The French band Nil was founded in the year 1994, and ”Quarante jours sur le Sinaï” (forty days on the Sinaï) is their third album. The first album “Nil” was released in the year 1998 which was followed in 1999 by the mini album “Nocturnes”. It included two covers of Claude Debussy’s masterpiece “Nocturnes” (for the hundredth anniversary of its creation) and a more contemporary piece “Bagatelle no.4” of György Ligeti. After this the band worked three years on this amazing concept album ”Quarante jours sur le Sinaï”. The album is highly inspired by Egyptian culture and in the extra booklet you find excerpts from the works of Plato, Phylos, Dante Alighieri and others. Heavy but intriguiging stuff.
David Maurin – prepared guitars, flute, gong, bass clarinet; Samuel Maurin – Bass, stick, voice, Egyptian incantations; Benjamin Croizy – synthesizers, Mellotron, church organ, Hammond organ, piano, MS 20, timpani; Frank Niebel – drums, percussion.
Roselyne Berthet (became a full member of Nil in 2003) – vocals, ethereal voices; Anne Cayrol – Cello; Hervé Franconi – soprano sax; François Pernel – Harp; Audrey Casella – narrator.
The whole album is in fact one long piece of music which is divided into two acts, “Acte I” (36:16) and “Acte II” (26:42). To make it for the listener easier to follow the texts in the booklet, the two acts are indexed into almost thirty parts. But you will listen to one long track. Together with the Tantra album (“Terra”) which I reviewed last month this album is one of the big surprises of this year so far. Both albums will find a place in my top 10, that’s for sure! The album has often a kind of dark and intriguing atmosphere. And the instrumentation is very special, with church organ, harp, mellotron, cello and delicate female vocals. The opening of the album is amazing with the delicate sound of a harp solo against the darker sounds of the church organ, cello and the Mellotron. At a later point the guitar, which is played in a way Fripp sometimes does, replaces the harp. I really love this dark opening. And when you think the music is becoming more and more complex, the music slows down in rhythm and Roselyne Berthet’s beautiful voice can be heard for the first time. The best thing is that Nil has developed an own style on this album. The only bands or musicians that crossed my mind while listening to this album were Robert Fripp and Andy Summers (because of the style of some guitar parts and the atmospheric soundscapes) and the also French bands like Halloween (because of the dark atmosphere with delicate female vocals) and Saens. The music has a lot of variation. Melodic parts with vocals are followed by dark keyboard layers, aggressive guitar work and complex rhythms played by drummer Frank Niebel and delicious stick work of Samuel Maurin. The prepared guitars of David Maurin and the keyboards of Benjamin Croizy have a big part in the music of Nil. Sometimes I also hear some jazz fusion influences, mainly in the guitar and keyboard parts. You will never get bored with this album. After the dark and complex parts, more melodic parts will follow. There are some very beautiful melodies on this album.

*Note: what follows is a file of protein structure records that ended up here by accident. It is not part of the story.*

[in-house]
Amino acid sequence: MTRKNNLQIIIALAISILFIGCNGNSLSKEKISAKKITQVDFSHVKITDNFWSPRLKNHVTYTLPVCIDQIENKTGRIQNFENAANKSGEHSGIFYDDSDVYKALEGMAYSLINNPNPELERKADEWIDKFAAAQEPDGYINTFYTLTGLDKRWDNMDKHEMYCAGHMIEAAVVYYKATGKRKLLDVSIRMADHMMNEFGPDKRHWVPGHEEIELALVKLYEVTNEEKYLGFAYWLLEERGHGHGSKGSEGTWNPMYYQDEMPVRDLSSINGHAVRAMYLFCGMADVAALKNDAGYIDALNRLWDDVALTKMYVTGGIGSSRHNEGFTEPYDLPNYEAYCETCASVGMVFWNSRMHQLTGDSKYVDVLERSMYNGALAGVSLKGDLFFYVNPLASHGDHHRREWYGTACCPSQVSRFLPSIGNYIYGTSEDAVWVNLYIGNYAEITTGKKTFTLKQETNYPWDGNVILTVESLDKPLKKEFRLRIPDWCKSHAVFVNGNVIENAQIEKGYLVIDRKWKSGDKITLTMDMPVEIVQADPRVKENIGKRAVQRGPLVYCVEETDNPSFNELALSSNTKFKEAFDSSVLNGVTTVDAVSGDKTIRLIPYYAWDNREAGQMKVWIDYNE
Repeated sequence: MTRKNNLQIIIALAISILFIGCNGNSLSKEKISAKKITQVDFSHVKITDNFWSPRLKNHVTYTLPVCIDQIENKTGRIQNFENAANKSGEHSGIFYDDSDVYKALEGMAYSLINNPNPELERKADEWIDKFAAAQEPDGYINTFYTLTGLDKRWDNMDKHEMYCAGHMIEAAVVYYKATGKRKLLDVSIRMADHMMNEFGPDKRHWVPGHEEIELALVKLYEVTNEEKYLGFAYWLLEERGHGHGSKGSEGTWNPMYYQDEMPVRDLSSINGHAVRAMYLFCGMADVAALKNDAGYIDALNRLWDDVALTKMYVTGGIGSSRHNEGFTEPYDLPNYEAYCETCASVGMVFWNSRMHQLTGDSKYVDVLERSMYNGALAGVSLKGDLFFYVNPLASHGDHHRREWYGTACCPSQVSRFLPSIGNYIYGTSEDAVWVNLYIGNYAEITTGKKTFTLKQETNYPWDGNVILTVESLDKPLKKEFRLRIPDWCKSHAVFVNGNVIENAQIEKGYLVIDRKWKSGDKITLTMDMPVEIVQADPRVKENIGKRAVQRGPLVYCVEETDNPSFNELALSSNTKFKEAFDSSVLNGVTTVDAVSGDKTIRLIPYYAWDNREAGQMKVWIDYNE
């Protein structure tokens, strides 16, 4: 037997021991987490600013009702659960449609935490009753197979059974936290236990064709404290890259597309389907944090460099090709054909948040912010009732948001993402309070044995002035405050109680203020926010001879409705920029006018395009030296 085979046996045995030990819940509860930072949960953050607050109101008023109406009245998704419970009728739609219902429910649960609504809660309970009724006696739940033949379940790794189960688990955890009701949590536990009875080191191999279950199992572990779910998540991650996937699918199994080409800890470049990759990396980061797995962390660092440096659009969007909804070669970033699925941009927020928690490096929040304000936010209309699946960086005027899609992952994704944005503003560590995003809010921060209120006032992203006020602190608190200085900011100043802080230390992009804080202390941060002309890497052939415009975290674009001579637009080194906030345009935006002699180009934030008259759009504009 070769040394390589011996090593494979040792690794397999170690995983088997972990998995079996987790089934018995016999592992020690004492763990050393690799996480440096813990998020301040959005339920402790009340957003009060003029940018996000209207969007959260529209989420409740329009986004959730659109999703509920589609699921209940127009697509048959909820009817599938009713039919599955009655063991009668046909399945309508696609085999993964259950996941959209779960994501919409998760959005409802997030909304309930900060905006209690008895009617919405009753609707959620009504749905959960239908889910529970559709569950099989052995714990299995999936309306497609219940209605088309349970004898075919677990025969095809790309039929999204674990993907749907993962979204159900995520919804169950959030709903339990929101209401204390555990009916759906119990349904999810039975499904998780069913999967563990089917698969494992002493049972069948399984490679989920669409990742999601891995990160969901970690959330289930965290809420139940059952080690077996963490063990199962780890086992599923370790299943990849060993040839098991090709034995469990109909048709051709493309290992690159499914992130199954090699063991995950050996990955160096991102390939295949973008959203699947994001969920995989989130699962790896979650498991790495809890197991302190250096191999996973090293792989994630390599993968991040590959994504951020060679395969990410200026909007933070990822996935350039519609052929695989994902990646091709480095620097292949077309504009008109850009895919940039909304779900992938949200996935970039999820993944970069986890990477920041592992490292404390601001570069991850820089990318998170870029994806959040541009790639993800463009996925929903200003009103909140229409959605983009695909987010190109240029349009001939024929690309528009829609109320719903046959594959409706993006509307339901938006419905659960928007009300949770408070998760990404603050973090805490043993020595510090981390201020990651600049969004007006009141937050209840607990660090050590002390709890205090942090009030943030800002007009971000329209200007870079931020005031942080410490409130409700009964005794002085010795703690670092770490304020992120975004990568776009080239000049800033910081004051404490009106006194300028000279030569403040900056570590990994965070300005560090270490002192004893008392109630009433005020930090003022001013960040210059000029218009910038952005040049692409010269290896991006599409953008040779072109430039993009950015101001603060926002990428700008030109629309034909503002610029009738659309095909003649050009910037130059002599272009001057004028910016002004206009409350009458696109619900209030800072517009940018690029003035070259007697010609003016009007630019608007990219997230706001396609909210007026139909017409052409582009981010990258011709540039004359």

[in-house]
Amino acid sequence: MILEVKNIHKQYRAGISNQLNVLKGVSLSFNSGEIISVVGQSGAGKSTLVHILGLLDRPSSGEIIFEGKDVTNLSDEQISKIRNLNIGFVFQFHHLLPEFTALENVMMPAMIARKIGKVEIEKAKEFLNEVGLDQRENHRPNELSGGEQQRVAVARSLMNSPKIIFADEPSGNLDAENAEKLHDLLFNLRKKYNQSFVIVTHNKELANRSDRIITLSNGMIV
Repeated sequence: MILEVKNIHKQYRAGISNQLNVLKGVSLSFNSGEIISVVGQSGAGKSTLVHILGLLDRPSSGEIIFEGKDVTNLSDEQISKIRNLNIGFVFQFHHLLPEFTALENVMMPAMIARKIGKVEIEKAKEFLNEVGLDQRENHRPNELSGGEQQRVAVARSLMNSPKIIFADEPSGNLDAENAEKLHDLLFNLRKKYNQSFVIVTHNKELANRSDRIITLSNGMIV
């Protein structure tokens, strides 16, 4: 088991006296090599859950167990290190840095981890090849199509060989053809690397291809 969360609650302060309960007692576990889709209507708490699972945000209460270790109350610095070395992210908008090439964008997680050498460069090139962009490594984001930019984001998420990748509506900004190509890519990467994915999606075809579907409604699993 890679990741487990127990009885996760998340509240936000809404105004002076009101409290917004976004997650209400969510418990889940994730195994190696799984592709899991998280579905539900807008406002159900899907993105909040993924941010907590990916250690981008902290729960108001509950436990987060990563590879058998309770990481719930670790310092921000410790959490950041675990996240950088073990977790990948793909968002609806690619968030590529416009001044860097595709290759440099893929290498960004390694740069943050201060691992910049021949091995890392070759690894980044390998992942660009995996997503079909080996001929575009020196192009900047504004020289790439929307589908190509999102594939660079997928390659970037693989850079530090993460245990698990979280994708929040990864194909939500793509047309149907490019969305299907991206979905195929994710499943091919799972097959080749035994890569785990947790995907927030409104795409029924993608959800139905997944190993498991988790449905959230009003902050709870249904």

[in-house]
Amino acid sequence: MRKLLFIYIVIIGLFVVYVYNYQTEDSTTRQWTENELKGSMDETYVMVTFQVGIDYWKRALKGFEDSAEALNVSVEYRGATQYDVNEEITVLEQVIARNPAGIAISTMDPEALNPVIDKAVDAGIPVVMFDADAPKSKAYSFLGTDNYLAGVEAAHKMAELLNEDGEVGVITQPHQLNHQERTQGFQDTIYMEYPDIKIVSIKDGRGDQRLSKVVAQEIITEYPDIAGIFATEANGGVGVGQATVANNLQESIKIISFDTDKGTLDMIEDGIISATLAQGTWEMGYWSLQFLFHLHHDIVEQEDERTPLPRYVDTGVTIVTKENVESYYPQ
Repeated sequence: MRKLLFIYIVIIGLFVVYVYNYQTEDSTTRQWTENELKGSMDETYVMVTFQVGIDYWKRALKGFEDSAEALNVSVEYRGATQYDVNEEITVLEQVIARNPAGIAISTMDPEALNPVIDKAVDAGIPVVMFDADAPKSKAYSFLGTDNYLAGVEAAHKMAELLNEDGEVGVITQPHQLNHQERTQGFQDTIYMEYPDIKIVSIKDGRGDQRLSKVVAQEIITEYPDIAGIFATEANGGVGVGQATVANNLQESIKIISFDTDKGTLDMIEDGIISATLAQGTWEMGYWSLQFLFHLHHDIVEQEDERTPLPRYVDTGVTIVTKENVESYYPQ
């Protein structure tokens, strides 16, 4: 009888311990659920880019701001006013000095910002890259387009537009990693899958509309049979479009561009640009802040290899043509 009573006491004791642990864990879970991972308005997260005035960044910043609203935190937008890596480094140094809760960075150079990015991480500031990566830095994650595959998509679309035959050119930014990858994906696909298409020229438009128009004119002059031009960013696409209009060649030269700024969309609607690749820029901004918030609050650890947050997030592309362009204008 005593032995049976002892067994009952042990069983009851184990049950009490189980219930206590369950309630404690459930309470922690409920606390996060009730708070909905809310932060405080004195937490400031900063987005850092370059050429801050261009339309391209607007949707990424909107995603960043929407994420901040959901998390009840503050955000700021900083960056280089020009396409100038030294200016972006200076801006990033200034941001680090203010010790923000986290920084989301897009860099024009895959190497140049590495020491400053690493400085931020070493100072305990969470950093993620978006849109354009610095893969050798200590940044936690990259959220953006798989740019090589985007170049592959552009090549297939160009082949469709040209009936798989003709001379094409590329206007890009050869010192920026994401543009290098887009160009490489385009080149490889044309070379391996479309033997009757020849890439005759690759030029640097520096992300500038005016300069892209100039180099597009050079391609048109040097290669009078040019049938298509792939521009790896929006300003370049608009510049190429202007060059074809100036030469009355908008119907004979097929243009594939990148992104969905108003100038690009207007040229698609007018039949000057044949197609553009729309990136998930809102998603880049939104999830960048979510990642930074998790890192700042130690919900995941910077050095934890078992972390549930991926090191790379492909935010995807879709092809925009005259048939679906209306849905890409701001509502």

I would describe the music as dark symphonic/progressive rock. Personally I find this one of the best progressive albums I have heard in the last few years. The band has welcomed Roselyne Berthet as a full member of the band. She will also play some Mellotron in the up-coming gigs. Some people in Portugal are working hard to organize a festival with Nil, Tantra and La Maschera di Cerra. I hope they will succeed in organizing this festival with an amazing “dream line-up”.